Amazon is developing a range of hardware products including an audio-only streaming device and a smartphone with 3D capabilities that does not require special glasses, according to a report in the Wall Street Journal. The development of another smartphone and a set-top box for streaming video on televisions has already made the news. The Wall Street Journal's sources emphasized that some or all of these products may never be released.
 
Amazon uses its branded hardware to drive other parts of its business. Take, for example, the Kindle Fire tablets. With a price tag ranging from $159 to $399, the tablets are priced at cost to compete with the more expensive iPad -- which starts at $329 -- and fuel purchases of digital and physical goods through the wide-reaching Amazon store. The strategy appears to be working. Device sales have cut Apple's lead in tablet market share to roughly five percentage points -- 48.2% for Apple versus 43.4% for Amazon -- in the first quarter from 29 percentage points a year ago, according to Strategy Analytics. The strategy could be financially sound, too. An ABI Research analyst calls the strategy "a credible proposition" and estimates the company needs about $3 of incremental profit each month to achieve a 20% profit margin.
 
The Wi-Fi audio device, meant for streaming through speakers or a television set, would have implications for the music industry. It could be a complementary device that rounds out a digital music ecosystem just as Apple's AirPlay device has long given iTunes users a way to stream audio to any stereo or speakers. Or it could mean Amazon wants to offer a complementary product if and when it launches a music subscription service. The company is said to be in exploratory talks with record labels for a service that would compete with Spotify, Rhapsody and other on-demand services. Or the device could be meant as a complement Cloud Player, Amazon's cloud-based music locker and streaming service. A Cloud Player app is already available for Roku, Samsung TV and Sonos. In any case, a WiFi audio streaming device would help Amazon give its customers a better listening experience.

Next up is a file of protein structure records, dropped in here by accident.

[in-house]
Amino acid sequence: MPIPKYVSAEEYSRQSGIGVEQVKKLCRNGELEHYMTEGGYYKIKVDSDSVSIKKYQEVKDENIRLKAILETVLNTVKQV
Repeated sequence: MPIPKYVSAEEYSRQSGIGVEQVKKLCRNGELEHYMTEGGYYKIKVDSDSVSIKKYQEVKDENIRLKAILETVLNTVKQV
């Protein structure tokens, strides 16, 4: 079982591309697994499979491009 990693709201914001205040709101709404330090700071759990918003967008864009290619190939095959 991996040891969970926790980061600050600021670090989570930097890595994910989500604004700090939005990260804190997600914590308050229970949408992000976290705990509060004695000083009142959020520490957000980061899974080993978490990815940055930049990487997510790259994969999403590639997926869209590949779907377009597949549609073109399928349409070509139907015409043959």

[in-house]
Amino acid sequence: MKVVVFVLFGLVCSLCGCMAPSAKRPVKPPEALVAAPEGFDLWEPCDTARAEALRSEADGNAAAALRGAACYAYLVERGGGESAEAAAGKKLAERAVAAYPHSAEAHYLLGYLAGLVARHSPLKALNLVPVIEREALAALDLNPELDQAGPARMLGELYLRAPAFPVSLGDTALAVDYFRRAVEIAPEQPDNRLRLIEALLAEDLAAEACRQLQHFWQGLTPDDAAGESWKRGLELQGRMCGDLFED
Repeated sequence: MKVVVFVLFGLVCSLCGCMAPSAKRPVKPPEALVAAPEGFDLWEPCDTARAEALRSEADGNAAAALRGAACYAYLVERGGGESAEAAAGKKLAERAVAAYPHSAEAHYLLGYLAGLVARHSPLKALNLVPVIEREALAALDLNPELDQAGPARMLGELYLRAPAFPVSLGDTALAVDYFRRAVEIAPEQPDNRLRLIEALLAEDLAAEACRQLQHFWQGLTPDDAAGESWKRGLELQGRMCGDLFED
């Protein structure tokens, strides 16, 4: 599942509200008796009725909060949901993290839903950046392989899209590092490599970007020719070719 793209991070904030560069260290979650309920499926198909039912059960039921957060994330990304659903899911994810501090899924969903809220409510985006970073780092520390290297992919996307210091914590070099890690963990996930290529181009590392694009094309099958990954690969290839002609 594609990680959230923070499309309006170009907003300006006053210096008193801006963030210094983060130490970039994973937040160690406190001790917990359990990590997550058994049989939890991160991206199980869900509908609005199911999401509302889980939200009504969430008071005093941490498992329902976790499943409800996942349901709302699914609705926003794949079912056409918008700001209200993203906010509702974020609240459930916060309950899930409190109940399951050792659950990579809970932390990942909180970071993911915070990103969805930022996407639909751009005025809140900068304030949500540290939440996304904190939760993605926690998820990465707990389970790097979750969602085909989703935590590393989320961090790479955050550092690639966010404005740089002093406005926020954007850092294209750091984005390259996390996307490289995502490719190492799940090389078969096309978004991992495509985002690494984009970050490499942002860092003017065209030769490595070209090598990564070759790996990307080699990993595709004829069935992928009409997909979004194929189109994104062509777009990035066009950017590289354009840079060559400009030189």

The smartphone's potential impact on the music industry is even less clear. Mobile phone operating system shares are likely to be impacted if Amazon is a new entrant to the smartphone market. An Amazon smartphone would probably run the Android operating system (Amazon's Kindle Fire tablets run a version of Android). Android could grab market share from Apple's iOS and Microsoft's Windows Phone by bringing new customers into the smartphone market. Amazon's ability to tap into its massive customer base -- which undoubtedly harbors many late adopters -- would reach many of the 42% of U.S. mobile subscribers age 13 and over who still use feature phones (as of March, per comScore).
 
Mobile phone market shares impact use of certain music-related apps and stores. An Amazon smartphone could lead to increased download sales through the Amazon MP3 app that's currently available to Android users. It would change the addressable market for Android apps as well as the number of people unable to use iOS-only apps.

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